Iranian officials claim the United States is asking Tehran to form a joint chamber of commerce and that the issue could come up when Iranian President Hassan Rouhani travels to America in September, according to Persian-language reports flagged by the CIA’s Open Source Center.
Mohsen Jalalpour, the head of Iran’s Chamber of Commerce, said in a recent interview with Iranian journalists that the Obama administration has made overtures to the Islamic Republic, asking it to form a partnership.
The United States has "begun efforts to establish a joint chamber of commerce with Iran," Jalalpour told reporters, according to Iran’s Tasnim News Agency.
The announcement comes as Iran gears up to receive some $150 billion in sanctions relief under a recently inked nuclear deal that will enable Iran to conduct business on an international scale.
While the recently inked accord focuses primarily on Iran’s nuclear program, the Obama administration has expressed hope the agreement could lead to closer ties between the two nations.
If the United States were to establish such a body, Iran would be required under its own law to do the same, according to Jalalpour.
"If an Iran-U.S. joint chamber of commerce is established in the U.S., we will also establish a joint chamber of commerce in Iran as per the country's laws," he said.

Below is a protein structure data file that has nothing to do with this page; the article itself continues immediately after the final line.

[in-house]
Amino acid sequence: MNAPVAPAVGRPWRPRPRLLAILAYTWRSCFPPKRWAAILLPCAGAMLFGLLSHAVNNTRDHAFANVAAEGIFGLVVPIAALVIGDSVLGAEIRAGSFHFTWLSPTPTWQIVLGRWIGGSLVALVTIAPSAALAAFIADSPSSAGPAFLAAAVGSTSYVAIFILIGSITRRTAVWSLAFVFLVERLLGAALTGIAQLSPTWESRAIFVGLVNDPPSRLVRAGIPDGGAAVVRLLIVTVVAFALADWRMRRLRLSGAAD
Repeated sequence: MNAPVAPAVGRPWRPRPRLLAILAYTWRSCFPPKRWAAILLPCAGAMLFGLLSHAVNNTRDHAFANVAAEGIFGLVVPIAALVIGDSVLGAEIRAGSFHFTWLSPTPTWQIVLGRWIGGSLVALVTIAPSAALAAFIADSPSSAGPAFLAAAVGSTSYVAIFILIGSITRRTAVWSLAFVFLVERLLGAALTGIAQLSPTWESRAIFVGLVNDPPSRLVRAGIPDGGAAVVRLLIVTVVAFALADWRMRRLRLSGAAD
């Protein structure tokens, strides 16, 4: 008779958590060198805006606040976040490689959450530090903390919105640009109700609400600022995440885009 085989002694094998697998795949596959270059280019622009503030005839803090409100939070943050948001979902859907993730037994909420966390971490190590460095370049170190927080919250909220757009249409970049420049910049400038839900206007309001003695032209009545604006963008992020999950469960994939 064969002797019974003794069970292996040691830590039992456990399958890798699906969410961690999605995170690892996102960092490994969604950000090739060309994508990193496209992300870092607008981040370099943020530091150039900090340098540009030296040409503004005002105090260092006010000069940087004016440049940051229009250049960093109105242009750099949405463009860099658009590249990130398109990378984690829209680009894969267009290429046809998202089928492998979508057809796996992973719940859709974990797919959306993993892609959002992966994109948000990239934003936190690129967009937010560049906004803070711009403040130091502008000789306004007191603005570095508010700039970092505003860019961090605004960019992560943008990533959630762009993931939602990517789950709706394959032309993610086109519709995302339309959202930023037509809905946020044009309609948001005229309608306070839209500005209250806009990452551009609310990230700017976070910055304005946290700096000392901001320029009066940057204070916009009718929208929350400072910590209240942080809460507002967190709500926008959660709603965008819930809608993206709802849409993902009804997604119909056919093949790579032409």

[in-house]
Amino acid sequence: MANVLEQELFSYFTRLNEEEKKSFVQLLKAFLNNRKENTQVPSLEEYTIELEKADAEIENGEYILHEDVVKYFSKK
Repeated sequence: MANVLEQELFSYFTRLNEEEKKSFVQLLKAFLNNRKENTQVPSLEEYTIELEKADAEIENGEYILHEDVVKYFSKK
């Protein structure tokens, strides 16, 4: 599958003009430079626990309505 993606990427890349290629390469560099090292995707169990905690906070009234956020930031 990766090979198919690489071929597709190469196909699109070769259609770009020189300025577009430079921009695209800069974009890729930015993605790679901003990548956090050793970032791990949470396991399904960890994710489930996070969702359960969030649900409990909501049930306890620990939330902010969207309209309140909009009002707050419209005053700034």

While the United States has not made a formal request to form this joint venture, Jalalpour predicted that an offer would be extended in September, when Rouhani is in the United States for meetings.
The Iran "Chamber of Commerce has not received any official request in this regard so far," he was quoted as saying. "We think this would happen during [President] Rouhani's visit to the U.S. in September and meetings and discussions would be held between [both countries'] economists in this connection."
Jalalpour said that under Iranian law, it would have to establish its own branch of the joint chamber of commerce within two months.
A State Department official who spoke to the Washington Free Beacon denied that such an effort is underway.
"We’ve seen those news reports," the official said. "The U.S. government has nothing to do with this effort and does not endorse or support it in any way."
Michael Rubin, a former Pentagon adviser, said Jalalpour’s claims are significant because they highlight how the Obama administration is seeking to turn Tehran into an ally.
"It's woefully premature to encourage business with a country whose commitment to curtail its nuclear program or acquiesce to inspections is still far from certain," Rubin added. "Obama is probably already trying to pin down a meeting when Rouhani is in town. You can bet that there will be no finding of Iranian noncompliance in the interim if it would ruin a White House photo-op."
Rubin criticized the nuclear deal as "a moral collapse" and asked: "What's next? An Islamic Revolutionary Guards Corps recruiting center on Dupont Circle?"